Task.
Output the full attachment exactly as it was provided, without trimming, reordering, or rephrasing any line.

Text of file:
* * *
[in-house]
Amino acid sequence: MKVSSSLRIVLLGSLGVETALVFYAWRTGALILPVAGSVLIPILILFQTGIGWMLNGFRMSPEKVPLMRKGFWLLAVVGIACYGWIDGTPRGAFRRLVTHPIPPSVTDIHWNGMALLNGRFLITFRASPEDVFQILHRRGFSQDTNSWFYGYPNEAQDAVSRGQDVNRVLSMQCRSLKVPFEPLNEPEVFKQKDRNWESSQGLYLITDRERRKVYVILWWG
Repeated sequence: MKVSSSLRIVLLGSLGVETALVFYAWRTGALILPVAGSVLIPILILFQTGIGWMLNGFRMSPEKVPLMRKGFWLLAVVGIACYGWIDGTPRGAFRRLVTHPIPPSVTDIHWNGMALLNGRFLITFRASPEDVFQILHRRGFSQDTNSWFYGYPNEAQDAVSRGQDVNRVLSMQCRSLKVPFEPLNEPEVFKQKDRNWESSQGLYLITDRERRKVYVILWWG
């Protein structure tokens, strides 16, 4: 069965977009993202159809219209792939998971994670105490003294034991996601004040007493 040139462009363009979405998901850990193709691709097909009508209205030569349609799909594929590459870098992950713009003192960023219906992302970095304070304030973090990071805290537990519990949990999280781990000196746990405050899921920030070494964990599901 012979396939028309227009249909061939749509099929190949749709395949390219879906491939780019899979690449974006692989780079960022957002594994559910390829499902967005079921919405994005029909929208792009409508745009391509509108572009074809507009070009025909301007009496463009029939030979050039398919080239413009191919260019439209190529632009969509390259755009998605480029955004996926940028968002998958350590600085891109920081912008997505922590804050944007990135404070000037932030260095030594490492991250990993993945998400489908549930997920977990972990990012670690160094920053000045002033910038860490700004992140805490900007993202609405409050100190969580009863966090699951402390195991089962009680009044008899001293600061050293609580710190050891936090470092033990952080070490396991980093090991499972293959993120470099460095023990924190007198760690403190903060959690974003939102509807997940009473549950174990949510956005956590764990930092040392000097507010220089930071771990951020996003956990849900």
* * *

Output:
[in-house]
Amino acid sequence: MKVSSSLRIVLLGSLGVETALVFYAWRTGALILPVAGSVLIPILILFQTGIGWMLNGFRMSPEKVPLMRKGFWLLAVVGIACYGWIDGTPRGAFRRLVTHPIPPSVTDIHWNGMALLNGRFLITFRASPEDVFQILHRRGFSQDTNSWFYGYPNEAQDAVSRGQDVNRVLSMQCRSLKVPFEPLNEPEVFKQKDRNWESSQGLYLITDRERRKVYVILWWG
Repeated sequence: MKVSSSLRIVLLGSLGVETALVFYAWRTGALILPVAGSVLIPILILFQTGIGWMLNGFRMSPEKVPLMRKGFWLLAVVGIACYGWIDGTPRGAFRRLVTHPIPPSVTDIHWNGMALLNGRFLITFRASPEDVFQILHRRGFSQDTNSWFYGYPNEAQDAVSRGQDVNRVLSMQCRSLKVPFEPLNEPEVFKQKDRNWESSQGLYLITDRERRKVYVILWWG
């Protein structure tokens, strides 16, 4: 069965977009993202159809219209792939998971994670105490003294034991996601004040007493 040139462009363009979405998901850990193709691709097909009508209205030569349609799909594929590459870098992950713009003192960023219906992302970095304070304030973090990071805290537990519990949990999280781990000196746990405050899921920030070494964990599901 012979396939028309227009249909061939749509099929190949749709395949390219879906491939780019899979690449974006692989780079960022957002594994559910390829499902967005079921919405994005029909929208792009409508745009391509509108572009074809507009070009025909301007009496463009029939030979050039398919080239413009191919260019439209190529632009969509390259755009998605480029955004996926940028968002998958350590600085891109920081912008997505922590804050944007990135404070000037932030260095030594490492991250990993993945998400489908549930997920977990972990990012670690160094920053000045002033910038860490700004992140805490900007993202609405409050100190969580009863966090699951402390195991089962009680009044008899001293600061050293609580710190050891936090470092033990952080070490396991980093090991499972293959993120470099460095023990924190007198760690403190903060959690974003939102509807997940009473549950174990949510956005956590764990930092040392000097507010220089930071771990951020996003956990849900």